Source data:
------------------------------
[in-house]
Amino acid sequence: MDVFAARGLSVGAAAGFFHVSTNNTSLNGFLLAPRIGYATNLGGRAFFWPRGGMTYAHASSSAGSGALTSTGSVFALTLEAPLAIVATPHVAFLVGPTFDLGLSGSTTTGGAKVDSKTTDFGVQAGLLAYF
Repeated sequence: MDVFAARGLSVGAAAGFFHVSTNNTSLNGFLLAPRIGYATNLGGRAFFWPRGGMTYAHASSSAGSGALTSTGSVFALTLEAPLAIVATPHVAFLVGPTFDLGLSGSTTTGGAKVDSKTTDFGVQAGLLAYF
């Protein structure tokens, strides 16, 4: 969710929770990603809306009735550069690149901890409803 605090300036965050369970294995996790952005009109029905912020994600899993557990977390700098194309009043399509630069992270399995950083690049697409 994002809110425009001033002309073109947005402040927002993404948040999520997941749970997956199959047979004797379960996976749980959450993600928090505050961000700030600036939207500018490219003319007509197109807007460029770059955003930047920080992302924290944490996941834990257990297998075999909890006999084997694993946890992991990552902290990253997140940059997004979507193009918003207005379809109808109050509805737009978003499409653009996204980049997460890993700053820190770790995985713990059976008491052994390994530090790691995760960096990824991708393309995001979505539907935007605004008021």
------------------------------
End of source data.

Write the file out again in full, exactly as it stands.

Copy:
[in-house]
Amino acid sequence: MDVFAARGLSVGAAAGFFHVSTNNTSLNGFLLAPRIGYATNLGGRAFFWPRGGMTYAHASSSAGSGALTSTGSVFALTLEAPLAIVATPHVAFLVGPTFDLGLSGSTTTGGAKVDSKTTDFGVQAGLLAYF
Repeated sequence: MDVFAARGLSVGAAAGFFHVSTNNTSLNGFLLAPRIGYATNLGGRAFFWPRGGMTYAHASSSAGSGALTSTGSVFALTLEAPLAIVATPHVAFLVGPTFDLGLSGSTTTGGAKVDSKTTDFGVQAGLLAYF
């Protein structure tokens, strides 16, 4: 969710929770990603809306009735550069690149901890409803 605090300036965050369970294995996790952005009109029905912020994600899993557990977390700098194309009043399509630069992270399995950083690049697409 994002809110425009001033002309073109947005402040927002993404948040999520997941749970997956199959047979004797379960996976749980959450993600928090505050961000700030600036939207500018490219003319007509197109807007460029770059955003930047920080992302924290944490996941834990257990297998075999909890006999084997694993946890992991990552902290990253997140940059997004979507193009918003207005379809109808109050509805737009978003499409653009996204980049997460890993700053820190770790995985713990059976008491052994390994530090790691995760960096990824991708393309995001979505539907935007605004008021």